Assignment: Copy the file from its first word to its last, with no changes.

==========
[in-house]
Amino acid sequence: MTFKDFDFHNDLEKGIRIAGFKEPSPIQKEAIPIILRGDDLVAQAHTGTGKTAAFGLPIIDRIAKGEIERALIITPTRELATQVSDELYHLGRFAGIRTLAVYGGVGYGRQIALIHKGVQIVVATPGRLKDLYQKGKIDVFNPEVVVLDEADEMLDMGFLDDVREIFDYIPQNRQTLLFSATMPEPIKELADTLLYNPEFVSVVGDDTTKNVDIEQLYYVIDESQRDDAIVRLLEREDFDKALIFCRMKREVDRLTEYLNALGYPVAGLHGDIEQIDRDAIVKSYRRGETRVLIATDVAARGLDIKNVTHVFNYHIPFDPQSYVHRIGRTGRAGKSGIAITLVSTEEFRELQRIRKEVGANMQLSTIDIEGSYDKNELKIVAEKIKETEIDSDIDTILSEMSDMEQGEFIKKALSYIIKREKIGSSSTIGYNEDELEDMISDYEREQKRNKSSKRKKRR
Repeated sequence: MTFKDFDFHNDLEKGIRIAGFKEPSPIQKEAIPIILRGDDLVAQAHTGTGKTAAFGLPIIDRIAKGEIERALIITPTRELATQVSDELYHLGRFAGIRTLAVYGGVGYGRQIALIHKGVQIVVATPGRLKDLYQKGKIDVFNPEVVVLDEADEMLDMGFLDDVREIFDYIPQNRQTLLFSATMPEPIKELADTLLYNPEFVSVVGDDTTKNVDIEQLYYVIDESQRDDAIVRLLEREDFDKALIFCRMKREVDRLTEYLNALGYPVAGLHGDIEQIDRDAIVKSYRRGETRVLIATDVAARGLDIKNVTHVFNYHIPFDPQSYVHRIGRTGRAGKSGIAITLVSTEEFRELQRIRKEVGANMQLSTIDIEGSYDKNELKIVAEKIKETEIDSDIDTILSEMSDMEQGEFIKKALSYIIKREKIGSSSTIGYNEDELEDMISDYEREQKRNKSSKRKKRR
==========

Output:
[in-house]
Amino acid sequence: MTFKDFDFHNDLEKGIRIAGFKEPSPIQKEAIPIILRGDDLVAQAHTGTGKTAAFGLPIIDRIAKGEIERALIITPTRELATQVSDELYHLGRFAGIRTLAVYGGVGYGRQIALIHKGVQIVVATPGRLKDLYQKGKIDVFNPEVVVLDEADEMLDMGFLDDVREIFDYIPQNRQTLLFSATMPEPIKELADTLLYNPEFVSVVGDDTTKNVDIEQLYYVIDESQRDDAIVRLLEREDFDKALIFCRMKREVDRLTEYLNALGYPVAGLHGDIEQIDRDAIVKSYRRGETRVLIATDVAARGLDIKNVTHVFNYHIPFDPQSYVHRIGRTGRAGKSGIAITLVSTEEFRELQRIRKEVGANMQLSTIDIEGSYDKNELKIVAEKIKETEIDSDIDTILSEMSDMEQGEFIKKALSYIIKREKIGSSSTIGYNEDELEDMISDYEREQKRNKSSKRKKRR
Repeated sequence: MTFKDFDFHNDLEKGIRIAGFKEPSPIQKEAIPIILRGDDLVAQAHTGTGKTAAFGLPIIDRIAKGEIERALIITPTRELATQVSDELYHLGRFAGIRTLAVYGGVGYGRQIALIHKGVQIVVATPGRLKDLYQKGKIDVFNPEVVVLDEADEMLDMGFLDDVREIFDYIPQNRQTLLFSATMPEPIKELADTLLYNPEFVSVVGDDTTKNVDIEQLYYVIDESQRDDAIVRLLEREDFDKALIFCRMKREVDRLTEYLNALGYPVAGLHGDIEQIDRDAIVKSYRRGETRVLIATDVAARGLDIKNVTHVFNYHIPFDPQSYVHRIGRTGRAGKSGIAITLVSTEEFRELQRIRKEVGANMQLSTIDIEGSYDKNELKIVAEKIKETEIDSDIDTILSEMSDMEQGEFIKKALSYIIKREKIGSSSTIGYNEDELEDMISDYEREQKRNKSSKRKKRR